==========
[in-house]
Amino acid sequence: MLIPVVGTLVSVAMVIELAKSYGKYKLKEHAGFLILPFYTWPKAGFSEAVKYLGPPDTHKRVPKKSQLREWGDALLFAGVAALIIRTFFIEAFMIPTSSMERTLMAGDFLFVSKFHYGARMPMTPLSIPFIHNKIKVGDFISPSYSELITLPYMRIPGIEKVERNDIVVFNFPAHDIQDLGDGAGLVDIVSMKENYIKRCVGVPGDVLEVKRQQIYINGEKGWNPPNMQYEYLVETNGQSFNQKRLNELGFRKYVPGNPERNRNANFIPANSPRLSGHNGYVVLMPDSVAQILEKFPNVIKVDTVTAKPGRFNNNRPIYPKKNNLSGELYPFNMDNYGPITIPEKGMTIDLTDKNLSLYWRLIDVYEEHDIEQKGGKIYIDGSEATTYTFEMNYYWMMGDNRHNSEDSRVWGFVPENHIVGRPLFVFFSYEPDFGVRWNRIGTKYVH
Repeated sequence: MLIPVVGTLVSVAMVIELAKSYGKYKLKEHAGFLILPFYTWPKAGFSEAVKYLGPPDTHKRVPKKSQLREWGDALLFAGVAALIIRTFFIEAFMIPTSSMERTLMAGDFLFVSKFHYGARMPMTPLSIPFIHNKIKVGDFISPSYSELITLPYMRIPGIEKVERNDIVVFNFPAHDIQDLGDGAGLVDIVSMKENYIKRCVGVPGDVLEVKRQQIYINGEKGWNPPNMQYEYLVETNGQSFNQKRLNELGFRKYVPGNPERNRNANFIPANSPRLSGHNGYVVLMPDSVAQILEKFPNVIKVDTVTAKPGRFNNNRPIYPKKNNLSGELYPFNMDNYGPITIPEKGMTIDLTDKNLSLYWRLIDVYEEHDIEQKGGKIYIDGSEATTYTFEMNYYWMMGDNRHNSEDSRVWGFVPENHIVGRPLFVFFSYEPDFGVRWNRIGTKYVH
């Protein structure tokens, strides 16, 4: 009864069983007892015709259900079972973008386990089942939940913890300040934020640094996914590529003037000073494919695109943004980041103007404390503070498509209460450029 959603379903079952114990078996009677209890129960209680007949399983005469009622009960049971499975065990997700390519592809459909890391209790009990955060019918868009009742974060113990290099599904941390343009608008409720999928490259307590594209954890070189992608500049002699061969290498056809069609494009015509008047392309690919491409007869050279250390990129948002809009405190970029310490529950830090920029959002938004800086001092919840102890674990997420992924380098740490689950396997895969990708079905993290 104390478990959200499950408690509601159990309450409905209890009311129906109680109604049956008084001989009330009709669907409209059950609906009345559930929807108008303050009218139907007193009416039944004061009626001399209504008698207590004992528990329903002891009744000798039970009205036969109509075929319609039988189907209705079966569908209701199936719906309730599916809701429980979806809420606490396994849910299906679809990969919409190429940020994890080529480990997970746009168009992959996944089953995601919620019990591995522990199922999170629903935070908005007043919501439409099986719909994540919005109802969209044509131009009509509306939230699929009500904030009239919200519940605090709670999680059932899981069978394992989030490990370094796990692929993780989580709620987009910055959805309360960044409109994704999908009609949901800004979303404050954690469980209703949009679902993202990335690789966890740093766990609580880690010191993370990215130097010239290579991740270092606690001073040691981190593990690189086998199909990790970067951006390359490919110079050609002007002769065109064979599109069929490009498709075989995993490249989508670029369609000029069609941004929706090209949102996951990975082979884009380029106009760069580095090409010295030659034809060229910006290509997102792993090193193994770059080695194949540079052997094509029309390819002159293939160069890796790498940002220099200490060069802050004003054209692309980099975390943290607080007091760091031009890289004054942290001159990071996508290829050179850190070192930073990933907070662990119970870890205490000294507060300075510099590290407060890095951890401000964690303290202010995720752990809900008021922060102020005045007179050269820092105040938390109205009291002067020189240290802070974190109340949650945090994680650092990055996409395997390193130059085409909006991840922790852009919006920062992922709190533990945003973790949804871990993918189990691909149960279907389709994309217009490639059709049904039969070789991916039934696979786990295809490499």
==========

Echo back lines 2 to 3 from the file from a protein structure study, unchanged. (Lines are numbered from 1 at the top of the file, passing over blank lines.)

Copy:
Amino acid sequence: MLIPVVGTLVSVAMVIELAKSYGKYKLKEHAGFLILPFYTWPKAGFSEAVKYLGPPDTHKRVPKKSQLREWGDALLFAGVAALIIRTFFIEAFMIPTSSMERTLMAGDFLFVSKFHYGARMPMTPLSIPFIHNKIKVGDFISPSYSELITLPYMRIPGIEKVERNDIVVFNFPAHDIQDLGDGAGLVDIVSMKENYIKRCVGVPGDVLEVKRQQIYINGEKGWNPPNMQYEYLVETNGQSFNQKRLNELGFRKYVPGNPERNRNANFIPANSPRLSGHNGYVVLMPDSVAQILEKFPNVIKVDTVTAKPGRFNNNRPIYPKKNNLSGELYPFNMDNYGPITIPEKGMTIDLTDKNLSLYWRLIDVYEEHDIEQKGGKIYIDGSEATTYTFEMNYYWMMGDNRHNSEDSRVWGFVPENHIVGRPLFVFFSYEPDFGVRWNRIGTKYVH
Repeated sequence: MLIPVVGTLVSVAMVIELAKSYGKYKLKEHAGFLILPFYTWPKAGFSEAVKYLGPPDTHKRVPKKSQLREWGDALLFAGVAALIIRTFFIEAFMIPTSSMERTLMAGDFLFVSKFHYGARMPMTPLSIPFIHNKIKVGDFISPSYSELITLPYMRIPGIEKVERNDIVVFNFPAHDIQDLGDGAGLVDIVSMKENYIKRCVGVPGDVLEVKRQQIYINGEKGWNPPNMQYEYLVETNGQSFNQKRLNELGFRKYVPGNPERNRNANFIPANSPRLSGHNGYVVLMPDSVAQILEKFPNVIKVDTVTAKPGRFNNNRPIYPKKNNLSGELYPFNMDNYGPITIPEKGMTIDLTDKNLSLYWRLIDVYEEHDIEQKGGKIYIDGSEATTYTFEMNYYWMMGDNRHNSEDSRVWGFVPENHIVGRPLFVFFSYEPDFGVRWNRIGTKYVH